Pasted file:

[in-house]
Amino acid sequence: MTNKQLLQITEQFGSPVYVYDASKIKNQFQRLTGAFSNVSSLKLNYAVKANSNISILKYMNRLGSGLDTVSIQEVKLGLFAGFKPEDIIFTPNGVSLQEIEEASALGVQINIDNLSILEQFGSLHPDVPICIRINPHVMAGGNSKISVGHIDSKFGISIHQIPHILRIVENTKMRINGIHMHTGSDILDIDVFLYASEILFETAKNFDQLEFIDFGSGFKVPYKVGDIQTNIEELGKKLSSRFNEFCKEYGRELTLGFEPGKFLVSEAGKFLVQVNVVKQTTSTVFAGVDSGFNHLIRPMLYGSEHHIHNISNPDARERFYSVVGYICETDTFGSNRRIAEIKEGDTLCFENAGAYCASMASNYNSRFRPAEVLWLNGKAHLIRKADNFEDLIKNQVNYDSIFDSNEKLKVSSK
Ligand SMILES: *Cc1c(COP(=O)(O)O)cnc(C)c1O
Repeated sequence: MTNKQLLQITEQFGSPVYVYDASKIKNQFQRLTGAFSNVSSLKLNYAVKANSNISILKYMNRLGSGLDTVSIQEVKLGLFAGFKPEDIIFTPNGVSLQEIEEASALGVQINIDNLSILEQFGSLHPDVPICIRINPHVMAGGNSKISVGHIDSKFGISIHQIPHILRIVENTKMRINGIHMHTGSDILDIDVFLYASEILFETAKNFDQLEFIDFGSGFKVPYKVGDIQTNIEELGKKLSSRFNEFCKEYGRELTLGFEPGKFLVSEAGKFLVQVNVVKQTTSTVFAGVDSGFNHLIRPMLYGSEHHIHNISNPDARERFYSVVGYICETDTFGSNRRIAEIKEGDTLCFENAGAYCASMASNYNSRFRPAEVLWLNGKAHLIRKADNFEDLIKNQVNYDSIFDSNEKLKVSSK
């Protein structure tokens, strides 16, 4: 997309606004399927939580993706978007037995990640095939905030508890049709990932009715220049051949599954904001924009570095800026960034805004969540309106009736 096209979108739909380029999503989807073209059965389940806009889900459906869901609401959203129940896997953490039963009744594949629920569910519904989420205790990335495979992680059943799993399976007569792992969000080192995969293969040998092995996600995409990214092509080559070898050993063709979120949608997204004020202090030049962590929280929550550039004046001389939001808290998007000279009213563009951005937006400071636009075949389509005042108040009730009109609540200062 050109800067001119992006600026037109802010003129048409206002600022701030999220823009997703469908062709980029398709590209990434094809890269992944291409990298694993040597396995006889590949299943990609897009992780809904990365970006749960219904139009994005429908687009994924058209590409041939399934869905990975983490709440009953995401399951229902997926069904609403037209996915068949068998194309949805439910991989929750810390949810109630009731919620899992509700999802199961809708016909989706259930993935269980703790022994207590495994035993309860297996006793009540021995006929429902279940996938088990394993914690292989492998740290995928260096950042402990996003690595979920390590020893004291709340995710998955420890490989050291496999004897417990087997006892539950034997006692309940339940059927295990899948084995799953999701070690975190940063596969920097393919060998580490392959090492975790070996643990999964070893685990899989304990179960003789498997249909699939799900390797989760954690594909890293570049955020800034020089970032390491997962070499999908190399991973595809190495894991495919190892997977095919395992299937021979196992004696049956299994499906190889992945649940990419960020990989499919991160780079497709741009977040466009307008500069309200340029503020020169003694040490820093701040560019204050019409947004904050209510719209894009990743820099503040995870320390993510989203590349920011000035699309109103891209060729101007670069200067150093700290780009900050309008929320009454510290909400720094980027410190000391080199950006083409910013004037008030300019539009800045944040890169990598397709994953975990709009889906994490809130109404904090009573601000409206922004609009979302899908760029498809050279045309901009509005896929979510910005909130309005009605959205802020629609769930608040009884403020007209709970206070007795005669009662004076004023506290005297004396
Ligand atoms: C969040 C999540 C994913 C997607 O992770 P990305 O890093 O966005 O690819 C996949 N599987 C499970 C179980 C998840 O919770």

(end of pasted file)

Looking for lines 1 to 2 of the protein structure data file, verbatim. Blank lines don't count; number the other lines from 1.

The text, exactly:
[in-house]
Amino acid sequence: MTNKQLLQITEQFGSPVYVYDASKIKNQFQRLTGAFSNVSSLKLNYAVKANSNISILKYMNRLGSGLDTVSIQEVKLGLFAGFKPEDIIFTPNGVSLQEIEEASALGVQINIDNLSILEQFGSLHPDVPICIRINPHVMAGGNSKISVGHIDSKFGISIHQIPHILRIVENTKMRINGIHMHTGSDILDIDVFLYASEILFETAKNFDQLEFIDFGSGFKVPYKVGDIQTNIEELGKKLSSRFNEFCKEYGRELTLGFEPGKFLVSEAGKFLVQVNVVKQTTSTVFAGVDSGFNHLIRPMLYGSEHHIHNISNPDARERFYSVVGYICETDTFGSNRRIAEIKEGDTLCFENAGAYCASMASNYNSRFRPAEVLWLNGKAHLIRKADNFEDLIKNQVNYDSIFDSNEKLKVSSK